Hearing Daisy’s Voice in Fitzgerald’s The Great Gatsby: A Powerful “Beautiful Little Fool”

Kendall Kartaly


Even with the changing ideas of women’s roles in the 1920s, women were still subject to patriarchal power. In F. Scott Fitzgerald’s The Great Gatsby, Daisy seems to be subject to Tom’s power. Daisy admits that the best thing a girl can be is a “beautiful little fool,” and she fulfills that role. In the scholarly conversation about Daisy, most scholars agree that Daisy’s choice or lack of choice of Tom over Gatsby makes her a “beautiful little fool.” Yet, is this the right way to read and understand Daisy’s actions as a result of foolishness? Isn’t this scholarship, much like the patriarchal narration, continuing the tradition of not seeing Daisy’s power? Even the scholars with critiques of the patriarchy do not assert Daisy with power. In my paper, I will enter the scholarly conversation and assert that Daisy’s role as a fool is constructed, not innate, and that she does indeed have power through using her voice as a tool of manipulation against Tom and Gatsby. While some scholars might believe that her manipulation is an act of survival or merely limited by her selfishness or beauty, it is more than that—Daisy is messing with the patriarchal power, thus redefining women and gender roles. My research methodology consists of close textual analysis, the current scholarly conversation, and scholarly works outside of The Great Gatsby. I will also compare Daisy with another fool, Kismine, from Fitzgerald’s “Diamond as Big as the Ritz” to show Daisy’s success through her performative role as a “fool” and that Kismine’s true foolishness leads to failure. This research is significant because it shows that when Daisy is not seen through a patriarchal lens she is powerful. This gives a new understanding to literary characters who have already been defined a certain way by scholarship.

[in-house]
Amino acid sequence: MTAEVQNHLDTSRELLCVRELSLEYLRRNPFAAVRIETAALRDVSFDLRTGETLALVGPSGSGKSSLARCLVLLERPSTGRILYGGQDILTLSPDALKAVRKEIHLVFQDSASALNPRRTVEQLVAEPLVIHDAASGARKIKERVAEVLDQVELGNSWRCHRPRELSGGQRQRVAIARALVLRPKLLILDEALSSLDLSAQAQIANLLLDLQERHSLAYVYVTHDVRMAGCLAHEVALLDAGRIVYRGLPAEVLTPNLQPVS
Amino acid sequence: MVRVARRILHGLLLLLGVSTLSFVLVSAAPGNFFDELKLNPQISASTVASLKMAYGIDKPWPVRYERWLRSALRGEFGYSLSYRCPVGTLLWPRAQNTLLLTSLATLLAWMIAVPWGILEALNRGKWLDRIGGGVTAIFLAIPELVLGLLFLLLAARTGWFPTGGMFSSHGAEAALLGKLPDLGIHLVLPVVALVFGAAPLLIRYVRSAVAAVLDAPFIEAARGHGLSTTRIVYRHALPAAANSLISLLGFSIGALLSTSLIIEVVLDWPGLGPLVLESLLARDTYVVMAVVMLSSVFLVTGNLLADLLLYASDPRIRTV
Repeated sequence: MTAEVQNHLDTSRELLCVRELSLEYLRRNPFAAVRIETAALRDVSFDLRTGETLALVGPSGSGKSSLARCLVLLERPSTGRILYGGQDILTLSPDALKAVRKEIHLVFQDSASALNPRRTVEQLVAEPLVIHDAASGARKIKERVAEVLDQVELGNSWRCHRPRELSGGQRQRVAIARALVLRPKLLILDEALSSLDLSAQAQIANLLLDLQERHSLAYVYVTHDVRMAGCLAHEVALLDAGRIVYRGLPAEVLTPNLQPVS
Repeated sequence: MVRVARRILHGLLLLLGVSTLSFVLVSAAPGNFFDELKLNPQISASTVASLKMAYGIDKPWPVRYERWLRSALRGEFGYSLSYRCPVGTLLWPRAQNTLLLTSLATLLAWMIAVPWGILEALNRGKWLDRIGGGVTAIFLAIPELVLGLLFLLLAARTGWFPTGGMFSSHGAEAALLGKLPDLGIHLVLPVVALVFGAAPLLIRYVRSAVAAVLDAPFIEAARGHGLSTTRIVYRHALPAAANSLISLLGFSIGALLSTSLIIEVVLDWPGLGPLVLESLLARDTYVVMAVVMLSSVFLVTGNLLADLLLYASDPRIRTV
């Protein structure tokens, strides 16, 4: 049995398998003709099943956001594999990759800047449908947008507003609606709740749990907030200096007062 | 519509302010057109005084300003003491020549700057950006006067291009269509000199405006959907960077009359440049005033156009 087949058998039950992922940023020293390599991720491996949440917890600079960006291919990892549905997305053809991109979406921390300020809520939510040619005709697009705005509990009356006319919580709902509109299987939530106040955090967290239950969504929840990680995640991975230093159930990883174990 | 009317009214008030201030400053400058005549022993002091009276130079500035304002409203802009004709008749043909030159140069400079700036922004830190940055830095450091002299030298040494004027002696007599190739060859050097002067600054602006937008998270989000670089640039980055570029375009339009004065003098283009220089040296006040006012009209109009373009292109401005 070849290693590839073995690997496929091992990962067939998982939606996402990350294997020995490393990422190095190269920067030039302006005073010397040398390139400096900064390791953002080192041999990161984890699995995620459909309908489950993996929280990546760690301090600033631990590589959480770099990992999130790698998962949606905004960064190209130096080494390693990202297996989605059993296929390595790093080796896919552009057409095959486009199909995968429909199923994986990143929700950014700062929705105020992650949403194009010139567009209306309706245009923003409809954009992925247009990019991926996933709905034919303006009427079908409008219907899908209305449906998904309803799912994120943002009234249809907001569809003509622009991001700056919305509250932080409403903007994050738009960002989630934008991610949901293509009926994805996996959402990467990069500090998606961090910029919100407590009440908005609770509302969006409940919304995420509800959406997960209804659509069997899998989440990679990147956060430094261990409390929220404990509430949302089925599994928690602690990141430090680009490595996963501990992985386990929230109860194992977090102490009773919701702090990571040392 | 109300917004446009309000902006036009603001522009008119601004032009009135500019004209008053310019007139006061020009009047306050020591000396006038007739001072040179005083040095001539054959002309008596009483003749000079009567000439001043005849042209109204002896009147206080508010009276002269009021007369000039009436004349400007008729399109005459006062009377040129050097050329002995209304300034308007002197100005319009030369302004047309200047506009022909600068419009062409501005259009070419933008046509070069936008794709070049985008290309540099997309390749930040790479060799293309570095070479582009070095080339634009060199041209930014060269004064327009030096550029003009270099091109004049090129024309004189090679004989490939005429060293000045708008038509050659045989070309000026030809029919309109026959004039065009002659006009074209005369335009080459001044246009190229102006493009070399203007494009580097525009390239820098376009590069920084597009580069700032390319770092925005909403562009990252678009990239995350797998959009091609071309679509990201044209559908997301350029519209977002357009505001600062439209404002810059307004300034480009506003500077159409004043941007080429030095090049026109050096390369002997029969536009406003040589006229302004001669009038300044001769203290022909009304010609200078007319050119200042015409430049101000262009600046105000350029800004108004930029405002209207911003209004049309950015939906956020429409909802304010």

Full Text: PDF


  • There are currently no refbacks.